The Law Society of Upper Canada has elected 15 fresh faces among the 40 benchers heading to Convocation following this year’s elections.
Twelve incumbents didn’t run, including seven forced to step aside as a result of governance reforms passed in 2009. A further three sitting benchers failed to make the cut this time around, according to results released on May 2.
Avvy Go came in 22nd in Toronto, while Carl Fleck fell in the southwest region. Ottawa sole practitioner William Simpson, who ran for treasurer last year against Laurie Pawlitza, is also out after 12 years as a bencher.
The number of new faces will possibly rise to 16 later this month should Pawlitza formally step aside as an elected Toronto bencher to reassume her position as treasurer. Peter Wardle, who finished in 21st place in Toronto, would be another novice at Convocation.
New Bencher Janet Leiper is looking forward to getting started in her new role. “It’s a great time to join the panel, partly because of the fact there are a lot of new people coming in who will bring a new set of perspectives,” says Leiper, who will be joined by Toronto newcomers Wendy Matheson, Barbara Murchie, William McDowell, John Callaghan, Malcolm Mercer, and Howard Goldblatt.
Outside Toronto, eight new people won election: Robert Evans (central east); Joseph Sullivan and James Scarfone (central south); Virginia MacLean (central west); Adriana Doyle and Robert Wadden (east); and Michael Lerner and Jacqueline Horvat (southwest).
In Toronto, 13 of the 20 elected benchers come from firms with more than 10 lawyers, compared with six who practise at smaller firms. Outside Toronto, small firms are better represented, taking nine of the 20 elected positions there. Six of the benchers from those regions are in private practice at firms with more than 10 lawyers.
Other candidates, including Lerner of London, Ont., were keen to play up their sole practitioner roots in their materials even when they’ve since moved on.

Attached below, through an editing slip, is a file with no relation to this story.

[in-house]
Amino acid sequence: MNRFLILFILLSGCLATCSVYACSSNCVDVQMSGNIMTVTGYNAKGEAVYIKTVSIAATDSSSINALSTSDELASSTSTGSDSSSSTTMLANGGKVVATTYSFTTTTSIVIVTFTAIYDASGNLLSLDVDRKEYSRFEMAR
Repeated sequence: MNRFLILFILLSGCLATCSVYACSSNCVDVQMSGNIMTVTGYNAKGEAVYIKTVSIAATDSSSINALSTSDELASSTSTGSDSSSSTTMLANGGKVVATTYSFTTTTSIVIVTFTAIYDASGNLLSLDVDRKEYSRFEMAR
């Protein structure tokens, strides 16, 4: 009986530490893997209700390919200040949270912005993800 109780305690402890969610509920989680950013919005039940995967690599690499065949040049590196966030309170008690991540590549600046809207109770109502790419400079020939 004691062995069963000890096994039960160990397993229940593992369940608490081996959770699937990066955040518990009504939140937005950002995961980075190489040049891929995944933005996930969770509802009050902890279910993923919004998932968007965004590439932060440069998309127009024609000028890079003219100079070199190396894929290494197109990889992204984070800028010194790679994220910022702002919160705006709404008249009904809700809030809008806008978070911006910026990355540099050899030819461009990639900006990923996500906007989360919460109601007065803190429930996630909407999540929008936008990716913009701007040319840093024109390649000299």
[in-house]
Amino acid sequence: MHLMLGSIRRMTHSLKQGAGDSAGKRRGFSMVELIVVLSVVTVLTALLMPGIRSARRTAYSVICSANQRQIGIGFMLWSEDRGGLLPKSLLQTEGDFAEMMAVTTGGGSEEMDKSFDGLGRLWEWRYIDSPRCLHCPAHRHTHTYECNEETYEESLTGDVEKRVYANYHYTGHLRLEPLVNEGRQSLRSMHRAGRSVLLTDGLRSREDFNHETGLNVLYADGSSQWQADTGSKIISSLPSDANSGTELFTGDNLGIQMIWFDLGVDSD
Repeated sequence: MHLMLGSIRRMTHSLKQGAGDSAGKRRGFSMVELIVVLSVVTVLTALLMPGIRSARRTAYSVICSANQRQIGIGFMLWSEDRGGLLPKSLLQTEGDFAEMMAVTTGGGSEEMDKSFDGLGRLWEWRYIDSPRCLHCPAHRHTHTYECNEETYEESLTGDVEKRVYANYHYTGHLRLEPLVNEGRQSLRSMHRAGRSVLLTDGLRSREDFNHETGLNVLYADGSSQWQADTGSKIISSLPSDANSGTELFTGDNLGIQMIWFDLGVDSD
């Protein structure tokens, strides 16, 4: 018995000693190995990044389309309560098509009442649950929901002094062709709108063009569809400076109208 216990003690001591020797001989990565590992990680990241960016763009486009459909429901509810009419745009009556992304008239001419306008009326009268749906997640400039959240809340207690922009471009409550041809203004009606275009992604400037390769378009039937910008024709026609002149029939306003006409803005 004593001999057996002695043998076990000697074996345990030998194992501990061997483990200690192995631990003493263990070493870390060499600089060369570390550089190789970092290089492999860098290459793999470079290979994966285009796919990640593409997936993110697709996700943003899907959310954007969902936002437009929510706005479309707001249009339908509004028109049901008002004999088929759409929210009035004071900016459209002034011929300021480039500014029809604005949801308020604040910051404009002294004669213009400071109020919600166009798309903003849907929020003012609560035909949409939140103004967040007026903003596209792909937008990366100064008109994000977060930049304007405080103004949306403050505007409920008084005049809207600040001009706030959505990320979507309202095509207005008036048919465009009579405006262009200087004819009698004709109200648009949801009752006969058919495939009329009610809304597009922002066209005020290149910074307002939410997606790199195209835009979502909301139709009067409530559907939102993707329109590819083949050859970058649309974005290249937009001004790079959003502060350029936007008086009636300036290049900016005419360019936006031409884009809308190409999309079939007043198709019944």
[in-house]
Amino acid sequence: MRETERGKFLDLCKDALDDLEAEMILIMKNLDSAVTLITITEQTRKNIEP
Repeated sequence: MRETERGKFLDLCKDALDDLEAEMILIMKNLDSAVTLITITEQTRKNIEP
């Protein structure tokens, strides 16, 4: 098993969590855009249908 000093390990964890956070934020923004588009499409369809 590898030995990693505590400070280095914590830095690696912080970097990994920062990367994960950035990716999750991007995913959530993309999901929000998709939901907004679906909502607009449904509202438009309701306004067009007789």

Lerner, now a partner at Lerners LLP, started out his practice in 1974 at a one-person branch of the firm before moving to the main office in 1988.
“I certainly have the ability to sympathize with the small and sole practitioners who still have to be a jack of all trades,” he says. “In this era of electronic and Internet overload, I sometimes wonder how they manage.”
Lerner isn’t the first person from his family at Convocation. His uncle served during the 1970s, while his own father was a bencher for 16 years between 1975 and 1995. He later became a life bencher.
Lawyers at both ends of their careers are a priority for him as he heads to Osgoode Hall. Lerner says he wants the LSUC to help law students get practical experience before they’re thrown into practice following an increasingly truncated articling period and a bar admission process he feels is “nothing more than a correspondence course.” He also thinks senior practitioners could have a role to play.
“I know several lawyers in smaller communities who are unable to get out of practice because they can’t find anybody prepared to take over their practice on any basis,” he says.
“There’s a real responsibility for us to match and marry young graduates and young lawyers to these senior practitioners who are trying to wind down because it’s the public who is going to suffer if we aren’t able to replace them.”
At 18, the number of women benchers elected tied 2007’s record for their highest representation at Convocation. Three of them claimed the top spots overall. University of Ottawa law professor Constance Backhouse finished highest with 5,534 votes.